Northern Territory students blow in for south-west treat

THEY were more than 3500 kilometres from home.

The gusty, cool weather was unfamiliar, as were countless lush paddocks they passed on their travels.

But for 17 year 12 boys from the Northern Territory braving the windswept south-west, there was one connection with their homeland — football.

The Tyrendarra district has this week played host to the indigenous students from Darwin’s Kormilda College on a personal development trip to Victoria.

The participants are part of Kormilda’s Clontarf academy, a nationwide program which aims to keep indigenous boys in school and develop self-esteem and life skills.

Academies use football, among other activities, as a means of engagement.

Should they meet attendance, academic and behavioural requirements they earn the right to take part in football carnivals or interstate trips.

In the case of the Kormilda students, an eye-opening three days in the south-west, staying at Tyrendarra Recreation Reserve, was their end-of-year adventure.

The boys met participants in the Warrnambool Clontarf academy and stayed at Warrnambool College to broaden their understanding of the national program.

They visited protected indigenous land, milked at a dairy farm, took part in sheep shearing and met pupils at Narrawong and District Primary School.

And, of course, they picked up a Sherrin.

A scratch match against a rusty Tyrendarra team on Wednesday was one of the highlights of the trip, which continues in Melbourne until tomorrow.

The south-west leg was the brainchild of Chris Baksh, a former Tyrendarra coach who runs Kormilda’s Clontarf academy.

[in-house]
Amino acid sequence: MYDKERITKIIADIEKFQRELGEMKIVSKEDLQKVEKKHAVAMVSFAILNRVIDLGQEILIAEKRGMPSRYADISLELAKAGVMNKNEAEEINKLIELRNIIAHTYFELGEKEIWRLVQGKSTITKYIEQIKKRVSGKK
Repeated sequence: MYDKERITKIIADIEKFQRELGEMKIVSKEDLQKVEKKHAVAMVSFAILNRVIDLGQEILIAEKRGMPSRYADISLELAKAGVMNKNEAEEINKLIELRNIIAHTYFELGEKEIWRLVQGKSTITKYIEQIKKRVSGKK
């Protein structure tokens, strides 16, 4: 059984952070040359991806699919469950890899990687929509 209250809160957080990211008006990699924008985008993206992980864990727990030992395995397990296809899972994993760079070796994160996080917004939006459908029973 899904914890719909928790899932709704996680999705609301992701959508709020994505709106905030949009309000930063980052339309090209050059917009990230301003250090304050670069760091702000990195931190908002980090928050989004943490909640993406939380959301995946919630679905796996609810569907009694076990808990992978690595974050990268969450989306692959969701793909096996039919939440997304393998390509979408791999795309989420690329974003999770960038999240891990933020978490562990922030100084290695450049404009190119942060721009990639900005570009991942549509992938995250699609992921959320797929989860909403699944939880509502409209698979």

Baksh remembered his time at Tyrendarra with fondness and was keen to share the experience.

Many are from remote communities hundreds of kilometres from Darwin. The contrasts between their homes and the south-west was stark.

“We caught the flight on Monday. You can imagine a lot of kids haven’t been on a big plane before,” Baksh said. “Then we caught the train and the majority haven’t been on trains before.

“We went to a dairy farm. The boys got to watch that,  which was good. At the end they had a drink of milk out of the vat. We did shearing today.  Some of the boys had a go shearing sheep. That was amazing.”

Clontarf has more than 40 academies across Australia engaging about 2500 students, with the figures set to grow in coming years.

Kormilda’s academy started in 2011 and four indigenous students passed year 12. “This year we had 14, that’s a big impact,” Baksh said.

“We use sport to do it. We have a footy side, a rugby side, even a basketball side. Indigenous boys love their footy.

“At school, a lot of the different areas used to fight with each other.

“We use sport to bring them in as one team. The school says Clontarf has made a big impact.

“We hope to mentor them in life skills — being eating healthy, looking after people and mixing with other communities.”

Baksh said the group soaked up its days in the south-west, despite the cultural differences.

The visit was productive for Tyrendarra locals too, particularly the footballers and schoolchildren.

“As a footy club and a community we really embraced the visitors,” Tyrendarra stalwart Selwyn Jones said.

As for the football, Jones correctly predicted the young Territorians would “run rings around the Tyrendarra guys”, who had barely touched a football since September.

afawkes@fairfaxmedia.com.au

Smartphone
Tablet - Narrow
Tablet - Wide
Desktop